Business man travelling

Expert View on
Global Mobility Trends

17 December 2021

Global mobility has been an intrinsic part of international business for almost half a century. But like a lot of things, moving people overseas to work has evolved significantly in the last decade, with the increase in globalisation, digitisation, improvements in supply chain, international trade and relative economic stability. 

The global Covid-19 pandemic has had a massive impact on the world. There are few aspects of the business world that have been left untouched by this catastrophic event. It began with a swift move to remote working, whether organisations were prepared or not. Some industries grew exponentially while others faltered, and there has and continues to be a significant impact on the supply chain with limits on transport and the cost of shipping remaining exorbitantly high. 

There is no doubt that the pandemic has also impacted global mobility. Expats found themselves stranded overseas without the connection to office life or the ability to return to their home country for holidays. Organisations found their global teams working from home, even though they were on expat assignment. 

We look at what global mobility was like before, during, and most importantly, after the pandemic:

When we look back to 2018/19, global mobility was only moving in one direction and that was up. How we worked was changing due to accelerated connectivity, new talent and cognitive models. Digitisation in many industries meant employers were working towards an augmented workforce, combining the best of people and technology for improved results.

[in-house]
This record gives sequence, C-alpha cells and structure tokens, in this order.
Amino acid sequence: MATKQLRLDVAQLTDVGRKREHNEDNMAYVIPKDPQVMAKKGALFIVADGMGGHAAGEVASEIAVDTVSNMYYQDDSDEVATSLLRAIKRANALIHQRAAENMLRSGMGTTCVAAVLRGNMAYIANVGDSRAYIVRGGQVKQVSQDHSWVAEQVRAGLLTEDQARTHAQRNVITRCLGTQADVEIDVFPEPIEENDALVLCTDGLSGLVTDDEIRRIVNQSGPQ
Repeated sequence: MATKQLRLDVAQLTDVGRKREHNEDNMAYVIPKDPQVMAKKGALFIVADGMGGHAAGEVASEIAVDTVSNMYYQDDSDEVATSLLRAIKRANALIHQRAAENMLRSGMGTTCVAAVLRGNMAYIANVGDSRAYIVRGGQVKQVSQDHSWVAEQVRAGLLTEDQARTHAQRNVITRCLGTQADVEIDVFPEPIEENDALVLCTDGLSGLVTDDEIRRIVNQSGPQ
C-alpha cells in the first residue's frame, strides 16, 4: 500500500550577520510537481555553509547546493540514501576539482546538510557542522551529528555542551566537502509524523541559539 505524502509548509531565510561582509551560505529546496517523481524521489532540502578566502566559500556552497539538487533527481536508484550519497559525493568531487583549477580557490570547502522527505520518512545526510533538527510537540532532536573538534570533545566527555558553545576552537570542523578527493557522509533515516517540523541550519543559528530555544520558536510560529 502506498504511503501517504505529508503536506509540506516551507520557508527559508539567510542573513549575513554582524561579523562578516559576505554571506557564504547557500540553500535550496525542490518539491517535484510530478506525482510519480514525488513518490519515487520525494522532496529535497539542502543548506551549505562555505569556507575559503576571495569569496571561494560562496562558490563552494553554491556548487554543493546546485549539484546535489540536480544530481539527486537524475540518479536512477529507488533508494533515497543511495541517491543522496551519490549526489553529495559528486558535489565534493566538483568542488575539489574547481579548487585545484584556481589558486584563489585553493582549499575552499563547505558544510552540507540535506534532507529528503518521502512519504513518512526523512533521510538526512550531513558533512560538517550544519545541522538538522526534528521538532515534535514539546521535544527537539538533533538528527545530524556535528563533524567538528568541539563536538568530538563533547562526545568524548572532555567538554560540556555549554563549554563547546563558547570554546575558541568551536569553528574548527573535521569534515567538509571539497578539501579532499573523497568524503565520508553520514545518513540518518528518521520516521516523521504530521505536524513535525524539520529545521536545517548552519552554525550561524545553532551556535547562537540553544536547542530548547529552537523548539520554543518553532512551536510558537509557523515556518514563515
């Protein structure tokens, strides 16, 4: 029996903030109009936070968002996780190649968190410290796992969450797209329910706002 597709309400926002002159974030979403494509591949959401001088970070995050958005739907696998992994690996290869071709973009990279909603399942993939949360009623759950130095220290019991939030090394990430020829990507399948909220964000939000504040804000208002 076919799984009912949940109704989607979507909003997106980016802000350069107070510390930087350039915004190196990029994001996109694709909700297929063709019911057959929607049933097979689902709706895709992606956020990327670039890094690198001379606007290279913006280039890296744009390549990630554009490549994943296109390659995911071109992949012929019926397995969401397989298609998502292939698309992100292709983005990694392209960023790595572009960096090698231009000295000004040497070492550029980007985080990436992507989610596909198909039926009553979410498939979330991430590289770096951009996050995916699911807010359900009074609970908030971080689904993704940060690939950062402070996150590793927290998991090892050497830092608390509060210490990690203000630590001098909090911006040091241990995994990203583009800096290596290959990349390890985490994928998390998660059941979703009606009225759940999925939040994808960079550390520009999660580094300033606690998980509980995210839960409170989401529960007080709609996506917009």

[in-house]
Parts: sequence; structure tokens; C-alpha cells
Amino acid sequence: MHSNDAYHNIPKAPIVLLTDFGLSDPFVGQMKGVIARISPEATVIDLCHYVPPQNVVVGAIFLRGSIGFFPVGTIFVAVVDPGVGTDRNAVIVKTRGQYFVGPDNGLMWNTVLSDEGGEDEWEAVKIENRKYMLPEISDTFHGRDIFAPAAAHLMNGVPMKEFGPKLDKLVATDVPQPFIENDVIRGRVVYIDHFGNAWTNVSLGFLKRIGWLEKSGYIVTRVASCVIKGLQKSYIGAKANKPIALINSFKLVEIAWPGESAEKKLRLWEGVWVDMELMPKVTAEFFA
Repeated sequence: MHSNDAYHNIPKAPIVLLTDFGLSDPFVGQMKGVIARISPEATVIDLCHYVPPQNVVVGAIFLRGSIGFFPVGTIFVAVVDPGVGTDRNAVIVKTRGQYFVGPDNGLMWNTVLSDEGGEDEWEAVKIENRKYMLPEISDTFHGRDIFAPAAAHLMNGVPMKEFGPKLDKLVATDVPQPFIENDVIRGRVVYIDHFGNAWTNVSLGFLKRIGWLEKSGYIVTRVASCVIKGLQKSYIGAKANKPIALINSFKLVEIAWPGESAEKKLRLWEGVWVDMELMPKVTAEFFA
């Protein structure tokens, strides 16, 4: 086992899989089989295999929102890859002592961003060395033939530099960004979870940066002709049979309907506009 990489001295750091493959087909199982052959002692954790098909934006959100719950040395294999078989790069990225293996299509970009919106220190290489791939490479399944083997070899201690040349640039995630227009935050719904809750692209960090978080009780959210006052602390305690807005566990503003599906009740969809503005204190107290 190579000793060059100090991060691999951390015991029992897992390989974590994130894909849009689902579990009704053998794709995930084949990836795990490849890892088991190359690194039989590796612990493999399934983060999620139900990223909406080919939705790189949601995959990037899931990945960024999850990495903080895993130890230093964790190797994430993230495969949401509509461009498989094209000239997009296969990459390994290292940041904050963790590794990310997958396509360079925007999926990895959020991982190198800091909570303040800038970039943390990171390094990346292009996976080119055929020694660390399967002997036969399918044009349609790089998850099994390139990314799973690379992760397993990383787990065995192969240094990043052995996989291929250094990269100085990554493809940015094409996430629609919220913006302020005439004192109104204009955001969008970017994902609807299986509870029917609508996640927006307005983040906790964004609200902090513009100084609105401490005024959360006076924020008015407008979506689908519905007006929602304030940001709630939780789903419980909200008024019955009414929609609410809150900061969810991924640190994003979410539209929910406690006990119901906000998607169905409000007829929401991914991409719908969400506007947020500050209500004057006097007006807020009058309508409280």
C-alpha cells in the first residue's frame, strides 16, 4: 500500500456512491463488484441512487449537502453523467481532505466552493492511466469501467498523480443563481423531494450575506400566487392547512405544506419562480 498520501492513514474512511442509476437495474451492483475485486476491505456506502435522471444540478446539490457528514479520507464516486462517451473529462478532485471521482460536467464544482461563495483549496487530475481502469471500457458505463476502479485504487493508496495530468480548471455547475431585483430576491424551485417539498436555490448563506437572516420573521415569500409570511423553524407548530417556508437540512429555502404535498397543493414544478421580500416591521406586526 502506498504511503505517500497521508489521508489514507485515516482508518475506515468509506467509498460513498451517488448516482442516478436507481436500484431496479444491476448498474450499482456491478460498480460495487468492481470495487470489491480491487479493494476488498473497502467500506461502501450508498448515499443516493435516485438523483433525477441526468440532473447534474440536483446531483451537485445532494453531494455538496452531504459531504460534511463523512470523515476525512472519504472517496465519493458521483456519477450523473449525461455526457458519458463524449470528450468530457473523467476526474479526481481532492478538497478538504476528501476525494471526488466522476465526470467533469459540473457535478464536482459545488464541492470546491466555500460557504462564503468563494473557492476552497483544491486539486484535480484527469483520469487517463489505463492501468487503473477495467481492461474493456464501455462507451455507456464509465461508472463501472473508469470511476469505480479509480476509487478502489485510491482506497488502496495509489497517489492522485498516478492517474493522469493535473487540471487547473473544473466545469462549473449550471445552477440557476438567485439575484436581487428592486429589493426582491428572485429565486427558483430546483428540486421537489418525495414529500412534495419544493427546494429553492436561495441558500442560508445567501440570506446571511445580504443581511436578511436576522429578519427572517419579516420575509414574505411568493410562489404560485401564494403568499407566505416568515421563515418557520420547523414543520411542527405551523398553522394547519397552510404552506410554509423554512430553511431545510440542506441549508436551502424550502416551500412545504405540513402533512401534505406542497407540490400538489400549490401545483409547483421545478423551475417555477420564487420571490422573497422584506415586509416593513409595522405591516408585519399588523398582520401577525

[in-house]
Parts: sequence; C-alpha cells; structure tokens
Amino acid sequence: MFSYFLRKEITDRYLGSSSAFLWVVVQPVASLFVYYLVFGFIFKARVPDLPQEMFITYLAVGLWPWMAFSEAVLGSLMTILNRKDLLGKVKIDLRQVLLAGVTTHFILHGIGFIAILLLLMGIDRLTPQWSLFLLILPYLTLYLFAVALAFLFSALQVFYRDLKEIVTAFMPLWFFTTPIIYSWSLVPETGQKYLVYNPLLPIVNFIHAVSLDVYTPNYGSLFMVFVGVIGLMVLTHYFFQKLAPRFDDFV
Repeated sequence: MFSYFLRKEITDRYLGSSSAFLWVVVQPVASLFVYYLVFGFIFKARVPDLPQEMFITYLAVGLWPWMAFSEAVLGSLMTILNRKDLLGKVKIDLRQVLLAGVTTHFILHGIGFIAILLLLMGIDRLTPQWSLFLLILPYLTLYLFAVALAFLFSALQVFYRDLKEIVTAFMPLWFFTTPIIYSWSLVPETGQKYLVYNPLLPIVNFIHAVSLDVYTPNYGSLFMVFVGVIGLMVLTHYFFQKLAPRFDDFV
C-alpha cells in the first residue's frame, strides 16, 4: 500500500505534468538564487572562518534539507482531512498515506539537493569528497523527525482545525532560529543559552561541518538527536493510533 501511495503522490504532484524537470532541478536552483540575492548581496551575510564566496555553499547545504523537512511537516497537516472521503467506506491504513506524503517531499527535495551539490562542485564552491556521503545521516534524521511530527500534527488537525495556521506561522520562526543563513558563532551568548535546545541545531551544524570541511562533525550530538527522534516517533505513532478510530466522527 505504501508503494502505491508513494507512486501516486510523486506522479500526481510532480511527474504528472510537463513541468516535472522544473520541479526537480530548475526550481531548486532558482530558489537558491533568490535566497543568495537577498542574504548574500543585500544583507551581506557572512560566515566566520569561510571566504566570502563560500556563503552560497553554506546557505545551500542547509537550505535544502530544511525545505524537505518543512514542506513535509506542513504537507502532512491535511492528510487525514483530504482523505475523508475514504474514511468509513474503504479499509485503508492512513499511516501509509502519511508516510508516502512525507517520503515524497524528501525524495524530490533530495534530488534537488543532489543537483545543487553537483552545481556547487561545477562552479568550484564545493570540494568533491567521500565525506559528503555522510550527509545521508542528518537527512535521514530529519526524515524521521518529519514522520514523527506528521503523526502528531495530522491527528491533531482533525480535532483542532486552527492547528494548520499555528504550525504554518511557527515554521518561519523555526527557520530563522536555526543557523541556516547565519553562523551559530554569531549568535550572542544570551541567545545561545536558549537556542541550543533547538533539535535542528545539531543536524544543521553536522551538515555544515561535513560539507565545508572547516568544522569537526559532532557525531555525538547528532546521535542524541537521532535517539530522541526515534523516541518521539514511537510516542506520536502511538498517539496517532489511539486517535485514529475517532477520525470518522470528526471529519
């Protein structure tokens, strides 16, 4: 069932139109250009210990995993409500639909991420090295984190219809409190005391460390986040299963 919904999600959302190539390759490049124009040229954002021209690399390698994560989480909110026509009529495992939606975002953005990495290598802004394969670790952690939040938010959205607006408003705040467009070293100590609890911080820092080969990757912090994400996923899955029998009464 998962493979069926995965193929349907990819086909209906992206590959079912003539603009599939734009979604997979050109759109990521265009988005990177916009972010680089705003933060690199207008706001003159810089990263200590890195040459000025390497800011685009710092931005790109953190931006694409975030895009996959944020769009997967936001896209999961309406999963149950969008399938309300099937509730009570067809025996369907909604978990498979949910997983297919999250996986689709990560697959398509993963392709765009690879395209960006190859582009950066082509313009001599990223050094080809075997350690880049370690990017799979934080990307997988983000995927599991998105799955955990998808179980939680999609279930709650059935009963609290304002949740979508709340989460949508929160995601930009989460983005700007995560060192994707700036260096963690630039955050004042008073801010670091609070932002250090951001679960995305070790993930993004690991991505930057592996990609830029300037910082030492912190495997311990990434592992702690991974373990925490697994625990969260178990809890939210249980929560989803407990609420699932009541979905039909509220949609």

Deloitte found for 68% of businesses, having a global workforce was an enabler of these required changes. However, only 5% of the 11,000 businesses surveyed, believed they were ‘world class’ at managing an international population. This discrepancy indicated that there was much work required when it came to expat and international employee management.

Pre-pandemic, Deloitte found changes were already occurring in how businesses were sending employees overseas. In addition to mid- and long-term expat employees, which remained an important component, there was a move towards:

  • Increasing business travel
  • Short-term assignments
  • One-way assignments

The scope of global mobility also increased to include international recruitment, global workforce planning and location strategy.

Fortunately, for those soon to be caught up in the Covid-19 pandemic, there was also a move towards making global mobility strategy more human centric, by putting employee experience at its heart. There was a move towards designing an expat experience around the person moving rather than the needs of the business. For employees, this meant more focus on:

1. Recognition: